The Goats really manages to tap into the no-one-understands-me element of being an adolescent, and I can easily image how it could be so impressionable on young readers.  The fantasy of hiding out/running away that's fairly appealing to young people is lived out.  For me, that book was From the Mixed-Up Files of Mrs. Basil E. Frankweiler (1967), in which two children run away and hide in the Met.   In parts The Goats reminded me of Margaret Atwood's Surfacing (I need to re-read that!) in which the main character runs into the woods and tears off her clothes - if I remember correctly, she fantasizes that "fur" will grow, allowing to live in the woods without concern for frippery modern amenities like clothes.

Unlike The Hunger Games and Divergent, which I think are really engaging reads for older readers, this book is less likely to appeal to mature readers, aside from satisfying literary curiosity, like mine.  But, I should think it would be a very fine book to read and discuss with a young person.  Some parts are a bit dated... In one section, the children fall in with some kids from the city.  These African American and Latino characters are caring and wise, and fall precariously near (or in) the "Magical Negro" stereotype.  Also, I have a real pet peeve of white authors writing in the voice of exaggerated black voices.   It's not really offensive, but it felt forced.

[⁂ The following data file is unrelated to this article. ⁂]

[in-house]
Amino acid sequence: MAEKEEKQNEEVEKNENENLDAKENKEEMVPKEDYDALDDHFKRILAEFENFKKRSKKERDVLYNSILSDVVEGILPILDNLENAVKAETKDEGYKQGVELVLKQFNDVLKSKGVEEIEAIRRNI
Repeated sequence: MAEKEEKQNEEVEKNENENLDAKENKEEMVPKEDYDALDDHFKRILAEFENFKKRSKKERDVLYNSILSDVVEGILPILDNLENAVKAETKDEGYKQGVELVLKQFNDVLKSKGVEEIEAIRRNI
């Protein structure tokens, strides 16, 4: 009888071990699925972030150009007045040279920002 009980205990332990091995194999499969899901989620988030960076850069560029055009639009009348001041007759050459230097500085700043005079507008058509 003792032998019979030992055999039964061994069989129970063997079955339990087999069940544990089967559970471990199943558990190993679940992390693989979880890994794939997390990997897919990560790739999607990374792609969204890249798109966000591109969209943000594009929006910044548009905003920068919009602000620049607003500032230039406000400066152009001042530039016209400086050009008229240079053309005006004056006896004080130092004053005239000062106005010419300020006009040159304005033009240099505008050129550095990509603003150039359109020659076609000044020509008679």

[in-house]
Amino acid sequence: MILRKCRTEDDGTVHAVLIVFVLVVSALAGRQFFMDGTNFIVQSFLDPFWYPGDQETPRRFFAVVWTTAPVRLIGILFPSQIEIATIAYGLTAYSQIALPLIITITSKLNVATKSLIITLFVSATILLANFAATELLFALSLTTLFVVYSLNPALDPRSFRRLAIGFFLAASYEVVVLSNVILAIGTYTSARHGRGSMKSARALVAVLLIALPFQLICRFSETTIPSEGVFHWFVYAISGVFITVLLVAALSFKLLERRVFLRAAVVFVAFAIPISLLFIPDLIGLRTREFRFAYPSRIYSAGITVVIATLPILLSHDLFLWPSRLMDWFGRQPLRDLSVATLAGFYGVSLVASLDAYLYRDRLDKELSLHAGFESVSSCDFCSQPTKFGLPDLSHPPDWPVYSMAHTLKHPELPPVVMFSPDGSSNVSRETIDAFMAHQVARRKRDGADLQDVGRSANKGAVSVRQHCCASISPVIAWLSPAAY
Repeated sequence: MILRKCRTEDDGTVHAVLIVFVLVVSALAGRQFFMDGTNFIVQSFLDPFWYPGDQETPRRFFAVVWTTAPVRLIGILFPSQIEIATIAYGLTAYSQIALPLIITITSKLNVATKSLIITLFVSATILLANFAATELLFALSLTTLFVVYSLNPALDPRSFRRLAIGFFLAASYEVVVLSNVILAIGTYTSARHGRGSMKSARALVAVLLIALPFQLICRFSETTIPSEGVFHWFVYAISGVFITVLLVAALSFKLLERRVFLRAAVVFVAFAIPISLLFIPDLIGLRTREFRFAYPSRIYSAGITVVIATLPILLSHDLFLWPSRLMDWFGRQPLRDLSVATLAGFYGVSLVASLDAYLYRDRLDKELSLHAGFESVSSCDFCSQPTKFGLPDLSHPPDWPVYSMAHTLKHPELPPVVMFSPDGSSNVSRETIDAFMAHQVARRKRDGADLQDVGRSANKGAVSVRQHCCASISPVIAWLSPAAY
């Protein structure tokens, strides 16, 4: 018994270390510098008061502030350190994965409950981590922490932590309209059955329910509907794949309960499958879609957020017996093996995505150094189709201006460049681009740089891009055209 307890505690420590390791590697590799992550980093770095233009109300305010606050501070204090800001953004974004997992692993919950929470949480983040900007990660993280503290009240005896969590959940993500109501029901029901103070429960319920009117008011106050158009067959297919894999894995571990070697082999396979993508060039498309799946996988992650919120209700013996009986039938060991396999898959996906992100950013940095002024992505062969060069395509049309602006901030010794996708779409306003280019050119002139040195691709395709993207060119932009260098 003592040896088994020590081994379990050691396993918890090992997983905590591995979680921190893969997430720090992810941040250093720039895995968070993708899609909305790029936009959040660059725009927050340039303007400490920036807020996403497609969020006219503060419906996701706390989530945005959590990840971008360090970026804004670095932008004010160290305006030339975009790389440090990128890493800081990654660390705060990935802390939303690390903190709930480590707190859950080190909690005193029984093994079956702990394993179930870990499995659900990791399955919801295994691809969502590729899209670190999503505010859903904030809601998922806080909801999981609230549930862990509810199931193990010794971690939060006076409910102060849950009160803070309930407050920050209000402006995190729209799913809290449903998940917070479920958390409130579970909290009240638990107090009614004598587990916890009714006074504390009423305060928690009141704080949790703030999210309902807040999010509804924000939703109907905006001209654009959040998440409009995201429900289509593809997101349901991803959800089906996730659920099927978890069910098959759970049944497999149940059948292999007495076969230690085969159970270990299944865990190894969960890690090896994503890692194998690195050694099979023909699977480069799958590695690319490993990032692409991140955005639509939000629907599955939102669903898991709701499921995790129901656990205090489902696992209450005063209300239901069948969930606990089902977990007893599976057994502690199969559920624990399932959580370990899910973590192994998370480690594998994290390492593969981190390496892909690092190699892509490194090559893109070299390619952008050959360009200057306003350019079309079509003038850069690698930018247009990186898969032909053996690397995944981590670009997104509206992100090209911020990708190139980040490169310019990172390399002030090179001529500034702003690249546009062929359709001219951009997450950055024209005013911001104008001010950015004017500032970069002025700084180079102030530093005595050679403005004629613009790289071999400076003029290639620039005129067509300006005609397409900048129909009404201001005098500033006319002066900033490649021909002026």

Friday, January 06, 2012

Top Fives

Some of my Top Fives on Newcity Lit...

I was particularly proud of "Top 5 Book Titles We Have in Mind to Capitalize on the Success of “Go the F*ck To Sleep”

Wednesday, January 04, 2012

2011 Stats!

It's that time of year again, for tallying and list-making...  Here's what I read (generally) in 2011:

35 fiction and 8 non-fiction books, a conscience effort to read more books by women than men.  2011 was the year I read Freedom (and did NOT fall in love with it) - I also read Super Sad True Love Story and A Visit from the Goon Squad - although those were published in 2010, they were my absolute favorites of 2011.  Oh, I also quite enjoyed March by Geraldine Brooks.  And did I mention Divergent?  That was definitely my fave YA pick of the year!  Plastic and Moonwalking with Einstein were by far the most influential non-fiction books I read in 2011, both of which had a pretty profound effect on my thoughts and actions (I've been trying to use a lot less plastic and I've put Foer's palaces to work).

I published about 20 reviews in NewCity Lit, which I'm fairly proud of - looking forward to doing some more reading for that in 2012!

I'd love to hear your favorite books of the past year - please leave a note in comments!

Woolgathering (2011)